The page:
Heat Geared up for Trades, Roster Upheaval: NBA Insider

Heat coach Erik Spoelstra (right)

Getty Heat coach Erik Spoelstra (right)

We are just a couple of weeks from the start of NBA training camp and though the Heat seem set with the roster they’ll bring to camp, and with the likely 14 players they’ll have on hand to start the season, don’t rule anything out. That’s the advice of Heavy Sports veteran NBA insider Steve Bulpett.

The Heat have some constraints, to be sure. The team is trying to skirt the league’s luxury tax and is currently right around $160,000 below the mark, meaning it can’t add a 15th player without shooting above the threshold. The Heat has space available, including its $4 million bi-annual exception and $4 million remaining on its midlevel exception.

But it won’t touch those if it means going into the tax. That means moves could be coming for coach Erik Spoelstra’s bunch.


Montrezl Harrell, the Miami Heat and more NBA talk with Steve BulpettHeavy Sports' Sean Deveney and Steve Bulpett talk about issues around the NBA.2022-08-31T20:39:43Z

“I’d be surprised if Miami sticks with the 14 it has all the way through,” Bulpett said in a video interview. “I guess it could happen but I don’t see it. I think they need to maintain some flexibility. If they are not going to go over the luxury tax or risk going over the luxury tax, then I don’t see them being—how are they going to contend if they don’t? I don’t think, as currently constituted, Miami has addressed its need for size.”


P.J. Tucker Departure Hurt Heat’s Frontcourt

That lack of size is underscored by the loss of forward P.J. Tucker to Philadelphia, a vacancy the team did not fill upon his departure. Instead, with Tucker out, the team only re-signed Victor Oladipo and Caleb Martin, two wing players who are likely to come off the bench.

The Heat passed on the chance to bring back forward Markieff Morris, who spent most of the year injured after a tussle with Nikola Jokic. They also passed on center/forward Montrezl Harrell. Morris went on to sign with the Nets, and Harrell landed in Philadelphia.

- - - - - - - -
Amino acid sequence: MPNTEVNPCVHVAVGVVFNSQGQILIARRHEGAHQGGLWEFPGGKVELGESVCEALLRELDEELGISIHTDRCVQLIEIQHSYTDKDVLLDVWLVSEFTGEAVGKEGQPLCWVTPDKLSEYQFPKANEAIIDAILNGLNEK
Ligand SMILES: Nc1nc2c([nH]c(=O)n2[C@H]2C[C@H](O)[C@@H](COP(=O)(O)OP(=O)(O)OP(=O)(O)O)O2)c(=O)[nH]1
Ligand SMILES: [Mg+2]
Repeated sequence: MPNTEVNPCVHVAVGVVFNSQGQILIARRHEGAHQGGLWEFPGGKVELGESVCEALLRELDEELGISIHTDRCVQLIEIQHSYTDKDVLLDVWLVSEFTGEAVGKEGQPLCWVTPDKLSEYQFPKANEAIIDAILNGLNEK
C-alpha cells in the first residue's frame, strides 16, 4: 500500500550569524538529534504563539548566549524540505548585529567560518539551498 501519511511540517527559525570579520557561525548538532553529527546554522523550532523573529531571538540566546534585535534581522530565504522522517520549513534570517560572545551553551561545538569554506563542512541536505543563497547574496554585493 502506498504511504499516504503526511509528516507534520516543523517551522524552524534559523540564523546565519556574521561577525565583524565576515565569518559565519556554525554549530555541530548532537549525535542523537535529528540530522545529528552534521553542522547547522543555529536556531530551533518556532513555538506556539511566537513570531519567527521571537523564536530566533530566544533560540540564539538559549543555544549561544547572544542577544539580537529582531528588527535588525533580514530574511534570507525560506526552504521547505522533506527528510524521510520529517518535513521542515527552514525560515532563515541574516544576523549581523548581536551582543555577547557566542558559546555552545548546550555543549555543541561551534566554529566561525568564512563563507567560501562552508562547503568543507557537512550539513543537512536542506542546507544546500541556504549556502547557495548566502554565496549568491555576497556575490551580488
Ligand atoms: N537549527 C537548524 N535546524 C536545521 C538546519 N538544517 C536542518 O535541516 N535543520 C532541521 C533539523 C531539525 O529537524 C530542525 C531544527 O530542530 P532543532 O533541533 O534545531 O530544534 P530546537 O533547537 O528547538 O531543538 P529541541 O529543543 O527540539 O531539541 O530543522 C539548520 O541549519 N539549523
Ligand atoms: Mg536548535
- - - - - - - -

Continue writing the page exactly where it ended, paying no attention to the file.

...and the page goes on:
As it stands, the Heat’s only legitimate bigs are centers Bam Adebayo, Dewayne Dedmon and Omer Yurtseven.

“I would not be surprised if Miami makes a move that clears out some space but I think they know that, right now, as currently constituted, they are on the edge of contender-ship. … The Heat have to know it is going to be a tough slog for them with the way it is right now,” Bulpett said. “They’re banking on Victor Oladipo being a lot better coming back from injury, and I would ascribe to that theory. But you’re putting a lot of eggs in Bam Adebayo’s basket and asking their big guys, what they have, to do a lot.”


Duncan Robinson Trade an Answer for the Heat?

The one piece that could solve some problems for the Heat is sharpshooter Duncan Robinson, who is in only the second year of a five-year, $90 million deal. Robinson struggled last season (his true shooting percentage fell from .628 to .573) and was pulled from the rotation, making him extra difficult to move.

But Robinson does have value around the league, and if the Heat can move him while getting back a serviceable big guy and gaining a bit of breathing room under the tax, it’s something Miami must consider—assuming there is a useful roster piece in his place.

“I think most anything is on the table for Miami,” Bulpett said. “They’ve got some—it is hard to move some people. But if they move a Duncan Robinson, I can see them doing that, but it is maybe not what they want to get back in return, maybe what they want is the space. But the question becomes, what’s the corollary move to that? Who else do you have in mind that you’re going to use that space on?”

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